Logging all the tape was a major pain and a major project. My partner Hisako helped here too. :-)
From there, we went through the tape logs and highlighted what we thought were key sequences. I storyboarded some of them on the corkboard in my office. And then I made some rough sequences and patched them together.
Right now, I'm outputting and distributing the various rough cuts to standard-def DVDs. I am editing in HDV and only downconverting at the final moment in Compressor. The resolution of the standard def DVDs that I'm burning isn't quite as high as I'd like -- I understand that there is some magic involved in getting Compressor to downconvert HDV into SD properly. In any case, I'm excited that the latest version of Compressor handles burning HD formats to DVD-Rs for playback on HD-DVD drives, so as soon as the prices drop on those, I'll implement that into my output formats.
The long-awaited 6x wide-angle high-def lens arrived for my XL-H1. The new Canon HD Video Lens 6x XL 3.4-20.4mm L has a 35mm equivalent perspective of 24.5 to 147mm, making it ideal for indoor videography, especially in cramped Japanese houses! There's a manual iris control ring, although the focus and zoom are still servo controlled.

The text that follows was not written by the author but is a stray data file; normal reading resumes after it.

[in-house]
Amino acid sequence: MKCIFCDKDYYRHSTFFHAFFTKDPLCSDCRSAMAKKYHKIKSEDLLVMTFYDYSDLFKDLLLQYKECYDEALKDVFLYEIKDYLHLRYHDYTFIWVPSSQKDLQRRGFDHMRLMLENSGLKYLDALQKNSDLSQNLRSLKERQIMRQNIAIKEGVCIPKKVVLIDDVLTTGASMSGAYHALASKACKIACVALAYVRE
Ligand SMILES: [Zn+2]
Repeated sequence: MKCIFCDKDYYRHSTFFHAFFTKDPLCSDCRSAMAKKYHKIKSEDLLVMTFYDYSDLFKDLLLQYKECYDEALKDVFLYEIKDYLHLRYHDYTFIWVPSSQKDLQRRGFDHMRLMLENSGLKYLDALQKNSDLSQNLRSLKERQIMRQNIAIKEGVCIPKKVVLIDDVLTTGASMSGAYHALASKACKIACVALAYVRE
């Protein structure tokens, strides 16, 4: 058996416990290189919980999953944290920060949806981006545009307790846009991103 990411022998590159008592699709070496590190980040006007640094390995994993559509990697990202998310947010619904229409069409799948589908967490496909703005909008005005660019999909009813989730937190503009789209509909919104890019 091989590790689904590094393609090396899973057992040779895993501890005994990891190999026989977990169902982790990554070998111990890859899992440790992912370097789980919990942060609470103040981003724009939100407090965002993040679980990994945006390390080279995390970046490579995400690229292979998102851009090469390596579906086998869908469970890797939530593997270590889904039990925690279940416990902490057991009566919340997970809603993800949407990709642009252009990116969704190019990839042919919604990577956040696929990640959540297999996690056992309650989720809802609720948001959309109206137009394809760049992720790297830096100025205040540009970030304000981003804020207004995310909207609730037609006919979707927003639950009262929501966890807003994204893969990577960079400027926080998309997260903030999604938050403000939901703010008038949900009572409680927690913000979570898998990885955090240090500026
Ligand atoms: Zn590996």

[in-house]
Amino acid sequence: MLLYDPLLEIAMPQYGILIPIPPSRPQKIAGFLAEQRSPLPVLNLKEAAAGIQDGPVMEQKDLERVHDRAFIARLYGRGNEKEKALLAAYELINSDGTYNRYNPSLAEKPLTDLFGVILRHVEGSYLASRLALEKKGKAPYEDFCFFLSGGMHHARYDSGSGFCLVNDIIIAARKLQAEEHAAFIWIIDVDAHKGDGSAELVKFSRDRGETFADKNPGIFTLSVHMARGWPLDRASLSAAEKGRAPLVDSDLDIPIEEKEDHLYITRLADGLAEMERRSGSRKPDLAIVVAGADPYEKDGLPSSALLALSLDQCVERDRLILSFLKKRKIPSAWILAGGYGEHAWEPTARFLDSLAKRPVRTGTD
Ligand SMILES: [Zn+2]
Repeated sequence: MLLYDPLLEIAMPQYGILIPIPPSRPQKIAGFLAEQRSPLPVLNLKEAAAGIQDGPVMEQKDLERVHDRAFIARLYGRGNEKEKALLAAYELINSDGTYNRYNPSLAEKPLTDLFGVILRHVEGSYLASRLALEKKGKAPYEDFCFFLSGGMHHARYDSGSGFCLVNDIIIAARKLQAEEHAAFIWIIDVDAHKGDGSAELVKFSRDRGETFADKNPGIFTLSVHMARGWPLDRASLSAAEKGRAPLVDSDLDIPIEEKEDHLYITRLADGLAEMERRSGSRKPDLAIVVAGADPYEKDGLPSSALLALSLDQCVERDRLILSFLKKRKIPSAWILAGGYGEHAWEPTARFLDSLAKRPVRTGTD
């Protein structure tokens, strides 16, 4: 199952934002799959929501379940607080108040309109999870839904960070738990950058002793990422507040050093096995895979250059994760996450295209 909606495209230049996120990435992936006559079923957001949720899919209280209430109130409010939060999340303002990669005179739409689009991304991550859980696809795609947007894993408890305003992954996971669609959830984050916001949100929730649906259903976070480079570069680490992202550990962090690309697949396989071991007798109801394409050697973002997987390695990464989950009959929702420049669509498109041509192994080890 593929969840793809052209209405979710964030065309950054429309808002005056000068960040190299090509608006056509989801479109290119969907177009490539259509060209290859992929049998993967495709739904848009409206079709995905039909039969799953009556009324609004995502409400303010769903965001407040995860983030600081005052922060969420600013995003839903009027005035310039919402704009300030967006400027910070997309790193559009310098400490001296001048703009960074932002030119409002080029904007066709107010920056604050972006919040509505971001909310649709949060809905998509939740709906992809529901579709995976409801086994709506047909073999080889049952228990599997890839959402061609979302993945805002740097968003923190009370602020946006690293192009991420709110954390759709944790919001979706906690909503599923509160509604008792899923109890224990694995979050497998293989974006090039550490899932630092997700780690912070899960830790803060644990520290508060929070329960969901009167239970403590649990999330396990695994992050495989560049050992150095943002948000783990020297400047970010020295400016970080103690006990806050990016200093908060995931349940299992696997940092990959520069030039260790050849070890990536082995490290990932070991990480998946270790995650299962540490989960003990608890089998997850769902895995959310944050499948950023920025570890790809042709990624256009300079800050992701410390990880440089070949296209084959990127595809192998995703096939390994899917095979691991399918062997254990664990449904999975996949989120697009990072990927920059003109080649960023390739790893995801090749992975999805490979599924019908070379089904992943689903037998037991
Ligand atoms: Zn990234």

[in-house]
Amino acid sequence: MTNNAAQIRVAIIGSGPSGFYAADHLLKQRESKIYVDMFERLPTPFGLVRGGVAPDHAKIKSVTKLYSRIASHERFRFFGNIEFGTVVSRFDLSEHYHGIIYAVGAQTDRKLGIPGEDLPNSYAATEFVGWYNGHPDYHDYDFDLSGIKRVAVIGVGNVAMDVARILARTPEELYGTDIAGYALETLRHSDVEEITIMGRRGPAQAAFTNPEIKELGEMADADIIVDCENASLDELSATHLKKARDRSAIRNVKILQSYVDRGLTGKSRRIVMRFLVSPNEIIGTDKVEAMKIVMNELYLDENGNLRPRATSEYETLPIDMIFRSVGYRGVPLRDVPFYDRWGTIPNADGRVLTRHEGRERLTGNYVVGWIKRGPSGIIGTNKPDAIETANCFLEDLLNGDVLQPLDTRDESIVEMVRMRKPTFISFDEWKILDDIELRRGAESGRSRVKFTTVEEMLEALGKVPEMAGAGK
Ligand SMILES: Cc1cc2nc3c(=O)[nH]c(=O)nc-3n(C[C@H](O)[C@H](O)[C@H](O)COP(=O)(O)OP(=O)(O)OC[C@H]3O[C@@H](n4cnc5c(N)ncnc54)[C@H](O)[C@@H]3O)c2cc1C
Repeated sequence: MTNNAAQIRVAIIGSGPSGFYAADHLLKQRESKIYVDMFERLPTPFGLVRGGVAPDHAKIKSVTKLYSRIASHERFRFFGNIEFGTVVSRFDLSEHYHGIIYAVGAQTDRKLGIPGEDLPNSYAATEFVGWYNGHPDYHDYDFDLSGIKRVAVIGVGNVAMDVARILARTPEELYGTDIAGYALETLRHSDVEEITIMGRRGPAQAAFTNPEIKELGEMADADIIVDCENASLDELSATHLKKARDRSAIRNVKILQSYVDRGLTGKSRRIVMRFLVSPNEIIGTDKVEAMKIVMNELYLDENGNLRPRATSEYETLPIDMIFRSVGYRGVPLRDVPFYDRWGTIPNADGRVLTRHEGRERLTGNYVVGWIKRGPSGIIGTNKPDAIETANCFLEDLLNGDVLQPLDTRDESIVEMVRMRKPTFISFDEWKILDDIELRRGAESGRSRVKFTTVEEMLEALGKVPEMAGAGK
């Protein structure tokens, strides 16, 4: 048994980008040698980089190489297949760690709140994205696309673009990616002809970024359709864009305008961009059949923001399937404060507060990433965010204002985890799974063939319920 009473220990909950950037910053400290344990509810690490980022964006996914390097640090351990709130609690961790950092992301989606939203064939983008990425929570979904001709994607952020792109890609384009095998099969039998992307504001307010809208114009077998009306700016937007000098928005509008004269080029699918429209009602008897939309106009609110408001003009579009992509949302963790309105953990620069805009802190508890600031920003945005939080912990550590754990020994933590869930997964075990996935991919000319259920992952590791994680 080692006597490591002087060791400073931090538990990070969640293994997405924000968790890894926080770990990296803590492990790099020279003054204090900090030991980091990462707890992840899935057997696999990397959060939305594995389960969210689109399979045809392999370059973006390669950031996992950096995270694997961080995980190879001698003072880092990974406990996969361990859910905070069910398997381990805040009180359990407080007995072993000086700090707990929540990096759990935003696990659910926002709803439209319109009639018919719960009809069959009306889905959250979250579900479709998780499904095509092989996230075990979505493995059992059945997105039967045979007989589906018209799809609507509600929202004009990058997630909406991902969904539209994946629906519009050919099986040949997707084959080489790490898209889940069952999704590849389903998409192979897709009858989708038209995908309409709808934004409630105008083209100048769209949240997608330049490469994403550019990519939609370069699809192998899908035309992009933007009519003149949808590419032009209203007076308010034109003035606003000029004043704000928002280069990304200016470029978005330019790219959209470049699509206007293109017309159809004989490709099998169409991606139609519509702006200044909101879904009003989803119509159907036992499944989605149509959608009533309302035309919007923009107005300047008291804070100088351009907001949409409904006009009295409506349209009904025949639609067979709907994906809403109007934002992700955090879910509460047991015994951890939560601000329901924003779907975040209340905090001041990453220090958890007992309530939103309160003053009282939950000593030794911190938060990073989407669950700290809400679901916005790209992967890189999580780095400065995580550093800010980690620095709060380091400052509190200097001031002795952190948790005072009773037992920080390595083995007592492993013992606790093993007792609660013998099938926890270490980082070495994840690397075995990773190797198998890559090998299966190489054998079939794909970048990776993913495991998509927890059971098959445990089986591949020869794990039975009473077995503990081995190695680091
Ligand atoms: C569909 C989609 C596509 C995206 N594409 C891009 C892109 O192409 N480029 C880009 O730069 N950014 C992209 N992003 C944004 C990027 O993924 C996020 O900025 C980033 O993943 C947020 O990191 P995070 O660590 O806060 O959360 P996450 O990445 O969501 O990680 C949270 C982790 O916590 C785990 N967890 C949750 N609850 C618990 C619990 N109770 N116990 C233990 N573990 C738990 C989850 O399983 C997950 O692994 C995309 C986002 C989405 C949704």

First impressions: HOLY SMOKE THIS IS A BIG SUCKER. It's considerably larger and heavier than the standard 20x lens. The lens hood itself is humongous, almost a matte box in itself. It also makes the XL-H1 even more front-heavy than it currently is, so you'll need some sort of brace unless you have forearms of steel. Also, I didn't notice until it arrived but the 6x zoom does not have Image Stabilization in it. You don't really need it for wide angle work, but it would've been nice on the longer end.
The XL-H1 needs to be flashed up to version 188.8.131.52 in order to support the new iris ring (I was very confused at first since I ignored the enclosed SD card in my haste to play with the lens). The flash card is provided and after you've flashed it, you have a nice 16mb card to store your presets. I haven't learned if there are any other new features in the 184.108.40.206 software except the iris support.